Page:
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When Is A PS4 Not A PS4?

Published Apr 13, 2017 by Neil Campbell

The answer to this question is: when it's 2017. No, it's not a joke, these days you no longer need anything as complicated or as cool as a PS4 to get in on the PlayStation world. You might wonder why Sony, the wizard behind PS4's curtain, has allowed its exclusive content to fall into the hands of anyone with fiber optic and twitchy fingers and well, the jury's still out. But a little bit of speculation, a closed beta test and the rumor mill, can confirm that this is soon to be the case.

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What PSNow?

We've known this was coming for a while. Sony picked the bones of cloud gaming flagship ONLIVE after it hit the rocks in 2009. Thanks to this salvaged tech, until recently it's been possible to remotely play PS content on PSTV micro-consoles, the PS Vita, Sony Bravia TVs and even some of Sony's mobile phones. But it's clear Sony has loftier ambitions for its cloud gaming service. Last month's announcement came at the gaming community sideways and almost without any fanfare. However, it looks like Sony has done a deal with the devil.

Since the dawn of tech there have been rivals. VHS or Beta, C64 or Speccy, Apple or Microsoft, Blur or Oasis.

None of those rivalries, however, have ever come fiercer than Sony Playstation (PS) versus Microsoft Xbox. The blood feud runs so deep that even joking about the rivalry has become a cultural phenomenon. Sony's announcement about adding PS4 content to their premium streaming service PSNow, is essentially an admission that, at some point in the future, you will no longer need a PS4 console to access PS content. However, if sharing is the new lunacy then it's likely that Microsoft will be sharing their padded cell.  

Judging by recent events, we might remember 2017 for any number of global events: Brexit, Trump and perhaps World War III. But for gamers there might be another diary entry forever etched in permanent marker. For them, 2017 was the year the gaming wall came down.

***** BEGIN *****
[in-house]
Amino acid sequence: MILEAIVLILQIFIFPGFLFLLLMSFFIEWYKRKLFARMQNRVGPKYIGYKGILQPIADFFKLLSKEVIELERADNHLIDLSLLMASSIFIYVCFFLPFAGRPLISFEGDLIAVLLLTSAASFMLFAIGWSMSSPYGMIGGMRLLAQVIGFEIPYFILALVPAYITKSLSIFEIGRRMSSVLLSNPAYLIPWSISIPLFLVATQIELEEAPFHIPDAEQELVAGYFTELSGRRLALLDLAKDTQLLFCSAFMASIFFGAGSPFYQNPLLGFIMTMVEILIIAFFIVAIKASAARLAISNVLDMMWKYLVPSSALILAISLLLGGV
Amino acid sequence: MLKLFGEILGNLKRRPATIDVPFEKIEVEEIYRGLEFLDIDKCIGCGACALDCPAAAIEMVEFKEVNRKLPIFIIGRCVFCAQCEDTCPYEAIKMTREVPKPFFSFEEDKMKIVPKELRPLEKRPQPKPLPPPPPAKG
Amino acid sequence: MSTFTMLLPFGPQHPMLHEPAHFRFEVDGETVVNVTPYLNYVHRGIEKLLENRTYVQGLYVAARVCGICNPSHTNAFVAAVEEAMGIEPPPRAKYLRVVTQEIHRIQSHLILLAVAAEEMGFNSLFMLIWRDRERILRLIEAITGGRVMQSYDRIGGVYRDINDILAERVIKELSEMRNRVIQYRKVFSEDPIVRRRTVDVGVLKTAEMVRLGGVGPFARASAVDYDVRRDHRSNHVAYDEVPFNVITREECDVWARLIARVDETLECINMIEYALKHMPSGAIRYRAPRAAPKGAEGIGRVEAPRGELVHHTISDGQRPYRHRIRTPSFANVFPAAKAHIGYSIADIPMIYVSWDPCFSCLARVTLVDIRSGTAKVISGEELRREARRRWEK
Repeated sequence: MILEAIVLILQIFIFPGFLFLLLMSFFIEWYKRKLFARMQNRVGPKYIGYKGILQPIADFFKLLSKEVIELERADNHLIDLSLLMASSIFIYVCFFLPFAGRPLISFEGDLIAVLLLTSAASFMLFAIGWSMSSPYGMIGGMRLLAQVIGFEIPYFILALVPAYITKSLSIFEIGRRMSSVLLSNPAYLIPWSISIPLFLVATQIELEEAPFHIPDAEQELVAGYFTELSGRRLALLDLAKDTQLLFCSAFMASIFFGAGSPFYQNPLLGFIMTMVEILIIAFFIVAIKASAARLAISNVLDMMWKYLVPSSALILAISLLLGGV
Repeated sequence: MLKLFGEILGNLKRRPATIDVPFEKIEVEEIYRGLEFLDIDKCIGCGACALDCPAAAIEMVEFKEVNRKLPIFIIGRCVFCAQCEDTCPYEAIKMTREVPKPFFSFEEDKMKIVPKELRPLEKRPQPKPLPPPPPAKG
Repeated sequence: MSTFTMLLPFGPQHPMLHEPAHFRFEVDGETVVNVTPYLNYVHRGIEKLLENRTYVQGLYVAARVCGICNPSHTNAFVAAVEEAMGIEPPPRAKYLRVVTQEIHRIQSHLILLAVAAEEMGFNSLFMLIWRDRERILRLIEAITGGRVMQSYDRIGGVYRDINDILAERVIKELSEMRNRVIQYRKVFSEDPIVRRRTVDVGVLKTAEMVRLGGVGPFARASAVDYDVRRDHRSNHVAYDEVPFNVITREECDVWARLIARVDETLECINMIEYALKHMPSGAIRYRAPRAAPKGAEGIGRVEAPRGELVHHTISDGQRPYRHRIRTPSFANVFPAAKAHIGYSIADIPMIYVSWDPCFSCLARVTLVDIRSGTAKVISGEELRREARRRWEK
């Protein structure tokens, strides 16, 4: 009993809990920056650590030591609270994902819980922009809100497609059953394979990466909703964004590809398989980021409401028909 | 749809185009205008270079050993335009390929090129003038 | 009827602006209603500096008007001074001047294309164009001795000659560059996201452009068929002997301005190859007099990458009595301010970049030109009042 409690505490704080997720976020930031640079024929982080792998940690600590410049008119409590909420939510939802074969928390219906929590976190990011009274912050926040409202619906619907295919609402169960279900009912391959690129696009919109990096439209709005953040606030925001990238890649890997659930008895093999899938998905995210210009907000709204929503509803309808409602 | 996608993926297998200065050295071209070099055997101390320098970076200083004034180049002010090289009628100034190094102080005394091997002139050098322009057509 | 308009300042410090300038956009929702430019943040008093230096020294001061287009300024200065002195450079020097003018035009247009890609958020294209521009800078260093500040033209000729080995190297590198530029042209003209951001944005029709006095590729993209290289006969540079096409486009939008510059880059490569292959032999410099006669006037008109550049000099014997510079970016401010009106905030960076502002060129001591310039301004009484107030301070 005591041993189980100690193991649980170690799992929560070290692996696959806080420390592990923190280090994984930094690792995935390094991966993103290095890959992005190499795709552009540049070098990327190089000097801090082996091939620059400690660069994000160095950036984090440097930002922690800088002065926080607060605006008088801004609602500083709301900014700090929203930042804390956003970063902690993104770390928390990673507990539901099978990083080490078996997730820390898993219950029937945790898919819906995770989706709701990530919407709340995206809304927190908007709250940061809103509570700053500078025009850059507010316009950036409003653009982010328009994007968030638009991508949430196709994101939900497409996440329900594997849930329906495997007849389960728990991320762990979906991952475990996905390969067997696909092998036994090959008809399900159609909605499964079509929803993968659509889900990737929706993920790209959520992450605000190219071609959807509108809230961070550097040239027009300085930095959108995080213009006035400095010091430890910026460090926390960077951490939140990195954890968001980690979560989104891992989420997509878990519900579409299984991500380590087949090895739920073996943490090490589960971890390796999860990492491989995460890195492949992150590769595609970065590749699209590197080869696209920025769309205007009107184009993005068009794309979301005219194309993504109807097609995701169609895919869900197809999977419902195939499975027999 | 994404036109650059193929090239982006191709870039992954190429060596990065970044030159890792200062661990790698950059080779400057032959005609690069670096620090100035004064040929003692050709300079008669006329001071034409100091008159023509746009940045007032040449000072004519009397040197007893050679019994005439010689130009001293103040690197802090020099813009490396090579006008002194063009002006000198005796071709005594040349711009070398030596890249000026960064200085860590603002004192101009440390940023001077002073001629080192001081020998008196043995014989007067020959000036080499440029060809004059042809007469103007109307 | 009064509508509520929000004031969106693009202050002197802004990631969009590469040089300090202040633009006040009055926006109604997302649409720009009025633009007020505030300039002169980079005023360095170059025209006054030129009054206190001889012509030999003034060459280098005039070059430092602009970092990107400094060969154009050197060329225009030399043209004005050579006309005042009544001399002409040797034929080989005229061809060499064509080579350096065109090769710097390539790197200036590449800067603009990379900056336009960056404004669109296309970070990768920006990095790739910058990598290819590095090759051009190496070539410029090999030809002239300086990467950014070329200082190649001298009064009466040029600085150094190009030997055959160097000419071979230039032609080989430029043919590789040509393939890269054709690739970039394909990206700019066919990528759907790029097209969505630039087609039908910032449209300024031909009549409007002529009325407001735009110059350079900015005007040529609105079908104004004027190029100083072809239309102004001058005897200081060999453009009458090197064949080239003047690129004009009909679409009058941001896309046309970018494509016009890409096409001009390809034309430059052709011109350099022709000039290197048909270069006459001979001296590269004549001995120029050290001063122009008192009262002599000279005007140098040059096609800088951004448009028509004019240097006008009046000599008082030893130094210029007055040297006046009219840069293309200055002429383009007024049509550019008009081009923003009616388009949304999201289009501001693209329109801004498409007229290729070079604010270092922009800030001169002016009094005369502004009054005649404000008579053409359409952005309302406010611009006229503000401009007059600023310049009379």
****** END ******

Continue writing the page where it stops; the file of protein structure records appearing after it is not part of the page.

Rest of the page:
Playing nicely...

Microsoft has just announced that, for the first time ever, they are going to allow PS4 customers and Xbox players to play together. Imagine a Los Santos where you, your strange mate and his weird console can jack some wheels and pull a heist. Hell, even your parents could join in on their quaint PCs. Of course, the official line from Microsoft is 'other consoles', but everyone knows the Nintendo Switch kids will be too busy playing Little Princess Cup Cake Challenge to make it to the party. So unless Sega has a Dreamcast 2 up its sleeve (Please God... I ask for so little...), this party is going to be a three-way... at least until Apple and Android wake up.

 

A dead heat in a two horse race.

Now, you'd be forgiven for wondering, if you can play PS4 games on a PC and play against PS adversaries on an Xbox one, why in God's name would you need a PS4? It's a solid question, and we suspect the answer lies in the largest anomaly in the rival question. In the vast majority of rivalries when tech goes head to head, there's a winner and there's a loser, but one battle bucked that trend. It's hard to believe, but back when Bill Gates ruled the earth, Apple was considered 'niche tech'. The only place you'd see one was on the desks of graphic designers, music producers and the like.  Today, Apple is worth more, makes more and has a larger market share than Microsoft, but despite the numbers, the two are still too close to call. The reason is, neither is afraid to innovate.  Microsoft was arguably slower off the mark, and you could say in recent years that Apple has become a lumbering wreck. But the truth is they both know how to surprise the market when they want to. It is this willingness to disrupt the status quo that has kept those two giants rocking all over the world.

The big question is how either side will cope with the additional bandwidth. As a streaming provider, we know a thing or two about what's involved in launching and scaling ambitious cloud gaming platforms, and we can't wait to see how Sony and Microsoft tackle these projects. Especially if it's going to involve any of Sony's VR content in the future. As always we'll  keep you in the loop.

Here at 100TB we love gaming and we love speculating about the future of gaming so much, we even wrote a white paper all about it.

If you're really cool, you can download here: Harnessing the Power of Containerized Gaming



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